If the person receives just $10,000 per year assistance, which is on the very low side, the cost of assistance for a person previously employed but now displaced, would be at least $400,000. Thus, the cost of not retraining is more than 3x the cost of 2-year training – tuition, fees, books and salary of $50,000 per year. Oops, we’re not finished. The person on assistance and not employed, would also not pay income taxes as well no withholding for FICA and no withholding for Medicare.
So which is smarter? Pay now to retrain the person displaced by the technology tsunami or pay more than 3x as much later (constant dollars) to have the person on assistance his or her entire life and never again paying income taxes or contributing to the cost of Social Security or Medicare?
The ROI to retrain workers is positive for workers in their 50’s and even early 60’s when all the costs are included. In addition to society saving money by retraining workers, having an employed workforce with more disposable income will increase consumer consumption, increase overall GDP and with some tweaks, to the tax structure, increase family wealth.
Despite the obvious benefits, for some reason “return on investment” does not yet seem to be part of most discussions about broad social programs, whether the discussion in Washington or in many state capitals. I am always personally baffled why Republicans focus on immediate cost and ignore “return on investment” logic for social programs, yet use the very same ROI logic for personal and/or business investment decisions. Guys, voters are not completely stupid. ROI is a concept that voters can understand.
To break the ideologue logjam, maybe such programs need to be positioned with Republicans as “business Investments” and not “social programs.” To mollify Republican critics of these programs, maybe recipients of the proposed technology-tsunami education program should be required to pay a minimum tax of say 1.0% of gross income per year for up to 10 years following completion of the retraining. The minimum tax would allow Republicans to claim assistance recipients have some “skin in the game.”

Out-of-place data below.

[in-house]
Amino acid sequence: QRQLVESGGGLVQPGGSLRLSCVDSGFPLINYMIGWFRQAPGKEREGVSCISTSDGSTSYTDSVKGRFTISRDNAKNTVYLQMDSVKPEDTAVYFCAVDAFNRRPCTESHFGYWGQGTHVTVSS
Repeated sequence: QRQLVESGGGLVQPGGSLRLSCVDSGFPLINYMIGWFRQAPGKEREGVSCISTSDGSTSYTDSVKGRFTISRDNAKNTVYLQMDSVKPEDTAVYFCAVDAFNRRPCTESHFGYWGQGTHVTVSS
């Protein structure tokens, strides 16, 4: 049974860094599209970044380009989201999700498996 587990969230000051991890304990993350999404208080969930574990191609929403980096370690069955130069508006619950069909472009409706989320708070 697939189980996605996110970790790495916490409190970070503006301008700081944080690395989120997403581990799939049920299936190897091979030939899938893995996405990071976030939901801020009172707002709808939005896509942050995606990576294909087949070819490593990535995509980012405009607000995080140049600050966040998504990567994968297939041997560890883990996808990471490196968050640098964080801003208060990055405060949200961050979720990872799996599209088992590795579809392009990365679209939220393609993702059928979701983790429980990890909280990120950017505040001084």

Democrats would do well to position technology-tsunami retraining, the Green New Deal, Medicare for all and other ideas, not as social programs, and especially not as “socialist programs,” but position as Investments that will help increase US GDP. Democrats should also agree that every wage-earner has to pay some income tax, even if it’s only $100 per year.
Some of the changes in positioning should be considered more semantic than substantive. However, the changes could allow Republicans and Democrats to claim some type of victory and begin to work more closely together. The changes would also thwart some of the statements by conservative talking heads implying that about half the population pays no tax. These talking heads only state “income tax” and make no mention of people paying sales tax, property taxes, fees and many other related taxes. (FYI, the percentage is remarkably flat by quartile of income paid for all types of taxes.)
Will the rhetoric change and Republicans and Democrats begin working together soon – at least agree to retrain workers to be displaced by the technology tsunami? Maybe start working together before the Revenge Revolution? As long as Trump is controlling the Republican Party, there is no hope. Republicans have demonstrated repeatedly a willingness to prostitute themselves for whatever the Donald demands, however contrary those demands are to long-held Republican principles.
Democrats, however, have a great opportunity for 2020 to begin repositioning arguments that many so-called “socialist programs” are really business Investments with positive ROI.
Should we be hopeful? Let’s see what happens. Stay tuned.